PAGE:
Identity theft or Identity fraud – definition and example
Identity theft or identity fraud involves stealing another person’s identity and then buying goods and services by deception. Through identity fraud, the fraudster assumes another person’s identity. The fraudster works pretending to be another person. If they can get away with it, they can even get married using the identity they stole.
Identity fraud, if carried out successfully and secretly, means the perpetrator can open bank accounts and take out loans. They can claim and receive state benefits. They can do all those things using somebody else’s identity.
If the other person is still alive, they may suddenly find that their credit rating has plummeted. For example, when they apply for a loan to purchase a car, the lender may turn them down.
For somebody with an excellent credit rating, this can come as a big shock.
If you find that your credit score has plummeted for no logical reason, you might be a victim of identity fraud. A person’s credit score tells lenders whether they are a bad or good credit risk. The higher the score, the better their credit rating, i.e., the more lenders can lend them.
To protect yourself, you may want to consider an identity theft protection service which monitors your data and/or credit card information across the web.
Identity theft vs. identity fraud
Stealing another person’s identity is identity theft. Identity fraud, on the other hand, occurs when the thief does things with the identity they stole.
For example, if I steal your social security number, passport number, bank account details, birth certificate, I am committing identity theft.
If I then use what I stole to assume a false identity and then buy things using that identity, I am committing identity fraud. If I get a job and give my employer the other person’s social security number, I am committing identity fraud.
Put simply; identity theft means stealing, while identity fraud means doing illegal things with that stolen identity.
Action Fraud, a website that belongs to the British Police, defines the two terms as follows:
“Identity theft happens when fraudsters access enough information about someone’s identity (such as their name, date of birth, current or previous addresses) to commit identity fraud.”
“Identity fraud can be described as the use of that stolen identity in criminal activity to obtain goods or services by deception.”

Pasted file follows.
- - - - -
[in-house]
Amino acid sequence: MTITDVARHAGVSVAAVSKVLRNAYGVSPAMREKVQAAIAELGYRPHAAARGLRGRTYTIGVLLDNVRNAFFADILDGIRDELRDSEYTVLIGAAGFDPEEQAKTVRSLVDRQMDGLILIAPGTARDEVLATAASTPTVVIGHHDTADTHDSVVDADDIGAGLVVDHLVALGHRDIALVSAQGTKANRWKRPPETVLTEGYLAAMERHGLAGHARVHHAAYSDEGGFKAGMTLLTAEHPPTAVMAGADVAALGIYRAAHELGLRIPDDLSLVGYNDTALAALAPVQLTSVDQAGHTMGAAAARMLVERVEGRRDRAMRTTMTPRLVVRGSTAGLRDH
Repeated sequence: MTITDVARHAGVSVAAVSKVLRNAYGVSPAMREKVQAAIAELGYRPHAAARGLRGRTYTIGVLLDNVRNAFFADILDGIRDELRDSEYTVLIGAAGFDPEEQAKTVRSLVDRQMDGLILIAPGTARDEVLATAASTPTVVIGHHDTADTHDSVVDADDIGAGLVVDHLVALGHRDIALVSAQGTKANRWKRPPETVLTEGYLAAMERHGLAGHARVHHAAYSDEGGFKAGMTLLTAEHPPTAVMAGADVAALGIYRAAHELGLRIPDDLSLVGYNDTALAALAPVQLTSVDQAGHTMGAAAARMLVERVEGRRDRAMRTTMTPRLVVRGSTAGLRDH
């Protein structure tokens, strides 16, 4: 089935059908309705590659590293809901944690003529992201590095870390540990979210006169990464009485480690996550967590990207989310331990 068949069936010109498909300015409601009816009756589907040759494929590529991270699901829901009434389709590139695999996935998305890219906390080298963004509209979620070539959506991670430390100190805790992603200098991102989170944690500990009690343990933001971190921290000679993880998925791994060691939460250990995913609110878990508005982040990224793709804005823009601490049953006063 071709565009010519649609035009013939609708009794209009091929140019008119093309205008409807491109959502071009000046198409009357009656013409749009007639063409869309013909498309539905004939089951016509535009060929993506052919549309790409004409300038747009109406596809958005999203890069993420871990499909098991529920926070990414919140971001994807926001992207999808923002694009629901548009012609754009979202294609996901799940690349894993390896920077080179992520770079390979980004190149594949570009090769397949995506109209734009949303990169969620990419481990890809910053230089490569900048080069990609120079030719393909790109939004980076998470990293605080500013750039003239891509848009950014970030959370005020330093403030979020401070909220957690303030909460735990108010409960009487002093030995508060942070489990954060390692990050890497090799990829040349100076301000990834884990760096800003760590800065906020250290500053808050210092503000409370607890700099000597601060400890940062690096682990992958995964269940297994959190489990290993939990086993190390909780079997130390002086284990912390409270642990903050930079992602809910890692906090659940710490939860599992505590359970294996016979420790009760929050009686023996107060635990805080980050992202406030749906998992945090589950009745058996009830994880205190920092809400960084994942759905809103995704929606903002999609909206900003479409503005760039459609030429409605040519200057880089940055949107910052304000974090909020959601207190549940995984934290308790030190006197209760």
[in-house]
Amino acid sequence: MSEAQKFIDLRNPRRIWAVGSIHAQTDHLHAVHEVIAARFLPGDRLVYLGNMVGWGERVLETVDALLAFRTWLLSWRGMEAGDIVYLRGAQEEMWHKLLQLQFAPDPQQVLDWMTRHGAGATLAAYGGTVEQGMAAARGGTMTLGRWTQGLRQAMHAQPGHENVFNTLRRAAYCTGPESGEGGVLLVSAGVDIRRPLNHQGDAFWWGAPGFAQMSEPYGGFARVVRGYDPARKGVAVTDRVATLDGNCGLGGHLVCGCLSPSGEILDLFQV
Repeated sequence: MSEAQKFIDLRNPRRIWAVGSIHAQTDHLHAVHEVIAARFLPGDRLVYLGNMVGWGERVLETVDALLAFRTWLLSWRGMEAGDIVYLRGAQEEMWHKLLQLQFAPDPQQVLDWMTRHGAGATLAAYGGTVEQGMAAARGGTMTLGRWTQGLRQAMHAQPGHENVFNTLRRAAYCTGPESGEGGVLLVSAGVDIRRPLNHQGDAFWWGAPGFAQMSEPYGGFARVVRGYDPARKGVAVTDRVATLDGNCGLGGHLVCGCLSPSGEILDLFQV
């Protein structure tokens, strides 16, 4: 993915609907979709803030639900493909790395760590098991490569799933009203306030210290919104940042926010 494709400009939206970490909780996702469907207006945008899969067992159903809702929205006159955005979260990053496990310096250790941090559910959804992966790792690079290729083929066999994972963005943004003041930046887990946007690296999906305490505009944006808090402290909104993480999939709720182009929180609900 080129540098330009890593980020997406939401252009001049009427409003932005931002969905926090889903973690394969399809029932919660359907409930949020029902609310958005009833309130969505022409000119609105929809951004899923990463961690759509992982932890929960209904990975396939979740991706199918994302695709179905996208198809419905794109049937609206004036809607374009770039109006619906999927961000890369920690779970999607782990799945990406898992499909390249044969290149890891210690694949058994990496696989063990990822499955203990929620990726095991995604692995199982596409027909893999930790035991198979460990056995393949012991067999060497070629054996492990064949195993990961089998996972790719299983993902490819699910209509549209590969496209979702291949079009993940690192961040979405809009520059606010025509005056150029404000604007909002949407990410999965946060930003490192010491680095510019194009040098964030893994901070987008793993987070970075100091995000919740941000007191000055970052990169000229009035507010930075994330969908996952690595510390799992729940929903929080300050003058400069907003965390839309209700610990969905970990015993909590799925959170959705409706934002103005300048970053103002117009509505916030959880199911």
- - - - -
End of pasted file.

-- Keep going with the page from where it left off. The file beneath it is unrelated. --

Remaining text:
Why does identity theft happen?
Thieves and fraudsters commit crimes to make money. Fraudsters may steal another person’s identity to:
- Obtain loans and credit cards.
- Obtain state benefits.
- Open a bank account.
- Take over another person’s existing accounts.
- Open mobile phone contracts.
- Obtain passports, driving licenses, and other documents under another person’s name.
In the UK and many other countries, stealing a person’s identity does not, on its own, constitute fraud. However, using that identity for any or some of the activities above does.
Where can identity theft occur?
The US Department of Justice says that people can become victims of identity theft and identity fraud for a number of reasons. Below are details on the three most common ways in which we can become victims of identity theft or fraud.
‘Shoulder surfing‘ is a common trick. The criminal watches you from a location nearby as you key in your credit card or telephone calling card number.
Alternatively, the perpetrator may listen in to your telephone conversation while you give your credit card details.
If you get applications for ‘pre-approved’ credits cards in the post, make sure you tear them up before discarding them. Criminals may pick them up, if you don’t destroy them, and try to activate the cards.
If other people have access to your mail, make sure you can trust them.
Spam means unsolicited email. Never respond to spam, especially if it promises some benefit and requests personal data.
There are thousands of cases of identity theft each week globally due to spam.
Ignore all spam messages!
The US Department of Justice adds:
“With enough identifying information about an individual, a criminal can take over that individual’s identity to conduct a wide range of crimes.”